On Tue, Aug 2, 2011 at 6:49 PM, Ray Rashif <schiv_at_archaudio.org> wrote:
> On 3 August 2011 05:47, Nico Kadel-Garcia <nkadel_at_gmail.com> wrote:
>> That's what "svn checkout" for initial setup, and "svn update" or "svn
>> revert" of the local copy are for.
> We already have that working, I just outlined the current setup:
> http://files.foobar.org/ is a direct file mirror (less revision
> control; plus additional files generated post-commit dependent on the
> latest version of each revision controlled file) of
> Developers push stuff to somewhere (which is private in Subversion).
> This private area then gets served as HTTP/FTP, edited appropriately
> for public use (and also for programs as some of the files generated
> after a commit are databases).
>> Then you do your updates in a working copy as part of a working copy,
>> and that copy has a deployment script or "Makefile" that does "rsync"
>> or other mirroring tools to publish those changes to your exposed
>> website. I like "Makefile" bassed approaches, myself, so I can do
>> "make", "make test", and "make install".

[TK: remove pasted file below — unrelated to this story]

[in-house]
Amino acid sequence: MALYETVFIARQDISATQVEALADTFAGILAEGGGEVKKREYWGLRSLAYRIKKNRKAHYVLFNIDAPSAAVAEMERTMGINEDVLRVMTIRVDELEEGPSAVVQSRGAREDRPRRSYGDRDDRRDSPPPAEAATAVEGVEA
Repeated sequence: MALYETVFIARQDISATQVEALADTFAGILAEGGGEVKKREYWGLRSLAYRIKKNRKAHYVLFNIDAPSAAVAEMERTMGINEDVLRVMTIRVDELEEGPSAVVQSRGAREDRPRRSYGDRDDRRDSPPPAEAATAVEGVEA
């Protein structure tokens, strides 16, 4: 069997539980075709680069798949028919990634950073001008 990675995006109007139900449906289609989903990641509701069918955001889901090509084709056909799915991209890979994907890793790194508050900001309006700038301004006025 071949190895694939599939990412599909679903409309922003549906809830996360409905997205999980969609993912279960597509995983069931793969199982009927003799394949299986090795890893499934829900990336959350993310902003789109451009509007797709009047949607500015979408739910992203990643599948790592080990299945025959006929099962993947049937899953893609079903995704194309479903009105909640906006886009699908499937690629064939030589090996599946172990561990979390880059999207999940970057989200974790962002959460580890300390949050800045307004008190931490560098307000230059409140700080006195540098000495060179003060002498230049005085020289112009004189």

> Ahh yes. This was one of our earlier plans, but I scraped that because
> it would duplicate the contents (of the SVN repo) on the server. But
> let me get this right:
> svn commit (anywhere) -> post-commit -> svn up (local checkout), rsync
> -> local mirror -> edits ?
Put it in a checklist
1: svn commit (from any authorized user)
2: post-commit publishes updates
I) Create designated working copy, if needed
II) "svn revert" in working copy, to avlid conflicting local
changes overlapping push process
iii) "svn status" in working copy, to report failures or conflicting debris
iv) "svn update" to get relevant updates
v) Edit or generate non-committed local files as needed
vi) Push working copy contents to website with some efficient tool
that does not overwrite correctly published content, such as "rsync"
vii) Leave working copy around for future updates as appropriate
Received on 2011-08-03 05:27:40 CEST